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THREE FATES PROJECT (WITH MARC BONILLA & TERJE MIKKELSEN)

Keith Emerson

Crossover Prog


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Keith Emerson Three Fates Project (with Marc Bonilla & Terje Mikkelsen) album cover
3.41 | 35 ratings | 3 reviews | 40% 5 stars

Good, but non-essential


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Studio Album, released in 2012

Songs / Tracks Listing

1. The Endless Enigma Suite Pt. 1 (4:07)
2. The Endless Enigma Suite Pt. 2 (3:04)
3. American Matador (5:30)
4. After All Of This (4:14)
5. Walking Distance (3:47)
6. Tarkus - Concertante (20:01)
7. Malambo (4:00)
8. The Mourning Sun (2:54)
9. Abaddon's Bolero (6:40)
10. Fanfare For The Common Man Pt. 1 (3:33)
11. Fanfare For The Common Man Pt. 2 (5:12)

Total Time 63:02

Lyrics

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Music tabs (tablatures)

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Line-up / Musicians

- Keith Emerson / piano, moog, organ
- Marc Bonilla / guitars, mandolin
- Travis Davis / 6-string bass
- Troy Lucketta / drums
- Toss Panos / drums (3)

with
- Münchner Rundfunkorchester conducted by Terje Mikkelsen

Releases information

CD Varese Sarabande 302 067 165 2 (2012)

Thanks to Evolver for the addition
and to NotAProghead for the last updates
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KEITH EMERSON Three Fates Project (with Marc Bonilla & Terje Mikkelsen) ratings distribution


3.41
(35 ratings)
Essential: a masterpiece of progressive rock music(40%)
40%
Excellent addition to any prog rock music collection(37%)
37%
Good, but non-essential (9%)
9%
Collectors/fans only (11%)
11%
Poor. Only for completionists (3%)
3%

KEITH EMERSON Three Fates Project (with Marc Bonilla & Terje Mikkelsen) reviews


Showing all collaborators reviews and last reviews preview | Show all reviews/ratings

Collaborators/Experts Reviews

Review by Evolver
SPECIAL COLLABORATOR Crossover & JR/F/Canterbury Teams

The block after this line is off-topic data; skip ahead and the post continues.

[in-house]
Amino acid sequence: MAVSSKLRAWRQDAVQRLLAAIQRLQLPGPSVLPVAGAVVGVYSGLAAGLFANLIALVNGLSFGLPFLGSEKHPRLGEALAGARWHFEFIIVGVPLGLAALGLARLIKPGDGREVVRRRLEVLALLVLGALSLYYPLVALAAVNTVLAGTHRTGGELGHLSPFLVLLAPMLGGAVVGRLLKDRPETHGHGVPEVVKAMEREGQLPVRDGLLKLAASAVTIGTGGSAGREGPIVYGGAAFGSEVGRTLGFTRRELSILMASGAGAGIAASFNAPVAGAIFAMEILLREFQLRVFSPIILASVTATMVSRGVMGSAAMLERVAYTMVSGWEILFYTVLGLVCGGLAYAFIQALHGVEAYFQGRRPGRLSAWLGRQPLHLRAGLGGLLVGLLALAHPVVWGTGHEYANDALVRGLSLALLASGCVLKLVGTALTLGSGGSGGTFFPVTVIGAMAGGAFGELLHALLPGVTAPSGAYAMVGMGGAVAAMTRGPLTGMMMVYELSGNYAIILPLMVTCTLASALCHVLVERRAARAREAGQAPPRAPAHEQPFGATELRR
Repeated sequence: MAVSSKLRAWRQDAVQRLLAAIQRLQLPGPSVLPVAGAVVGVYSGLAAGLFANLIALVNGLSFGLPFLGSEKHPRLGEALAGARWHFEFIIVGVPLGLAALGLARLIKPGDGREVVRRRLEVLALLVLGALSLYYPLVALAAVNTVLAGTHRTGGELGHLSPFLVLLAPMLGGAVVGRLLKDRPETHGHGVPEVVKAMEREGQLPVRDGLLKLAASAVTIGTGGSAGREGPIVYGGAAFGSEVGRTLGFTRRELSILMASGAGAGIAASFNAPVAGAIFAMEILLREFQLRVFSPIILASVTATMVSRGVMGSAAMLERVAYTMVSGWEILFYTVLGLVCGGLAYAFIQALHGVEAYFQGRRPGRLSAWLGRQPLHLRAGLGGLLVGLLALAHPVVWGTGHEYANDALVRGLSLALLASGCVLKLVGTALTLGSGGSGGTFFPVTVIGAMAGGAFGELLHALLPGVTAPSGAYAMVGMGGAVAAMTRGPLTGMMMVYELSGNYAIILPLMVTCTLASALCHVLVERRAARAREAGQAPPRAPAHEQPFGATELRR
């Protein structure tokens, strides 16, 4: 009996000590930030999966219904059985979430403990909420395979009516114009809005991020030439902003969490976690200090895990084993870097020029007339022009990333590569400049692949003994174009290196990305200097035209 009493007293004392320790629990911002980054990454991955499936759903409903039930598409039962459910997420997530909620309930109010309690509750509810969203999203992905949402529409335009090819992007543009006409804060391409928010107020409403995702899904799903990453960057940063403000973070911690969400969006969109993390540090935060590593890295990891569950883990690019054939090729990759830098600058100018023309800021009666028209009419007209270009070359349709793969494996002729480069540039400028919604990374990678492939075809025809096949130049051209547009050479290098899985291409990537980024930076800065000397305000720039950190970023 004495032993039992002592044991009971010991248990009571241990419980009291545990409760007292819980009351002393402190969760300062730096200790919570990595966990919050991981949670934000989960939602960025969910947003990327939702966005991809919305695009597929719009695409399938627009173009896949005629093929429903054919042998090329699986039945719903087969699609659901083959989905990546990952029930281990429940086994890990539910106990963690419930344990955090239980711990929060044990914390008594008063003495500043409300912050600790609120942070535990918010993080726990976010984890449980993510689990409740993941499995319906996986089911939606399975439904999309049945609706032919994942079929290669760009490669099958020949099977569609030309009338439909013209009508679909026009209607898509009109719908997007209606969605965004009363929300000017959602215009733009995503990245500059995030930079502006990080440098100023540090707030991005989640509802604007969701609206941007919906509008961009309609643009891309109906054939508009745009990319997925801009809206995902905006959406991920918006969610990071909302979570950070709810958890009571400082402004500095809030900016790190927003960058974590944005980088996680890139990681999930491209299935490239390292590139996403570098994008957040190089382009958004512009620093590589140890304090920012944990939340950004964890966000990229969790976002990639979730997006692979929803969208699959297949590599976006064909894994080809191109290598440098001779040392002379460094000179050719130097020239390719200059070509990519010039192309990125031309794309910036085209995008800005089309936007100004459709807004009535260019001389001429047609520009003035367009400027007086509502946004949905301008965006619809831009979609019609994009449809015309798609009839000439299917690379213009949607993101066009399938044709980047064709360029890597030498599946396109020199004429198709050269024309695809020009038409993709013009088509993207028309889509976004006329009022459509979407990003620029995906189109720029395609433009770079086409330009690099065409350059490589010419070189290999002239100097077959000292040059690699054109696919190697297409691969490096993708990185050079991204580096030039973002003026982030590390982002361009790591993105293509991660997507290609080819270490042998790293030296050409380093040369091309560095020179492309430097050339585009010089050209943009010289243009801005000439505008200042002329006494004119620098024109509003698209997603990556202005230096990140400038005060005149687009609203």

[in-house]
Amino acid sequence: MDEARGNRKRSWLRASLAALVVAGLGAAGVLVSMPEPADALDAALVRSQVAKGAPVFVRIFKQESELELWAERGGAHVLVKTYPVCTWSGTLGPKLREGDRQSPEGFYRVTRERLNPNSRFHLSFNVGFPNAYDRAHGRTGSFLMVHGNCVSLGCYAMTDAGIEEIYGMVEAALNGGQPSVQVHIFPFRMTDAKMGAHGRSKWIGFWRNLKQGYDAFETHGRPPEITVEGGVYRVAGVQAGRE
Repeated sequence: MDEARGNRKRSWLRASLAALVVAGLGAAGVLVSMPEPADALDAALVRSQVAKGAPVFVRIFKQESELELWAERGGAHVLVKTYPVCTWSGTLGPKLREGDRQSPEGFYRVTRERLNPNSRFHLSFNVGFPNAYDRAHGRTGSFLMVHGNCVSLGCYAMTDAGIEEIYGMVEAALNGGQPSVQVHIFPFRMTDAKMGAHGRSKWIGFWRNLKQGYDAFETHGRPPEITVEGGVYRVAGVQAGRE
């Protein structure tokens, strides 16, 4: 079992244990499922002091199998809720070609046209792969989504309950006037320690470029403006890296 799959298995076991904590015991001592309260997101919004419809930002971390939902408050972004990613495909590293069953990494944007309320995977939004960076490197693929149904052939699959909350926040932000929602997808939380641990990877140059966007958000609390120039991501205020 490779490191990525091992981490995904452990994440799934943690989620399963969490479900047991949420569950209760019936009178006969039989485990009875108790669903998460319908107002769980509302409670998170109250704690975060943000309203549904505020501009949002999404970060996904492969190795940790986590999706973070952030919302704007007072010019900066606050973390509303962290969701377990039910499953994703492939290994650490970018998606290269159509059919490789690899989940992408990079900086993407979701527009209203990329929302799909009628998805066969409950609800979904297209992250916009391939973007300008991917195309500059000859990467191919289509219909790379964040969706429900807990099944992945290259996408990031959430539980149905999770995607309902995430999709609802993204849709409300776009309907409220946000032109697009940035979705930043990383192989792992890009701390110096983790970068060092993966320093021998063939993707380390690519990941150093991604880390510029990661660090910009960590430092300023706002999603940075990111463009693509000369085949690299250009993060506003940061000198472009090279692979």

3 stars This album exceeded my expectations in one way, and disappointed in another.

I am not much of a fan of most orchestral renditions of classic prog rock. Earlier albums, many with some of the original band members adding tracks, rendered classics by Yes, Genesis, Jethro Tull, to name a few, into syrupy muzak.

Well. This album is different. A number of orchestrators, including Keith Emerson himself, managed to capture the spirit of the original ELP pieces, while infusing some surprises, and even some whimsey into the scores. The power of the orchestra is supreme in this recording, and it seems Mr. Emerson approves.

The disappointment comes from Emerson himself. While he's there on most tracks, adding piano, organ and synthesizers, there is very little of the fire in his fingers that made the classic ELP so much fun. I know he still has the magic. I've seen him with his recent band, and he can still light up the keyboards (literally and figuratively).

The Endless Enigma is split into two parts. The first has the orchestra showing just how beautiful this Emerson piece is. On the second part, Emerson and Marc Bonilla join in, but the orchestra still powers the piece. Another high point is Bonilla's American Matador, where the orchestra also raises the recording above the original.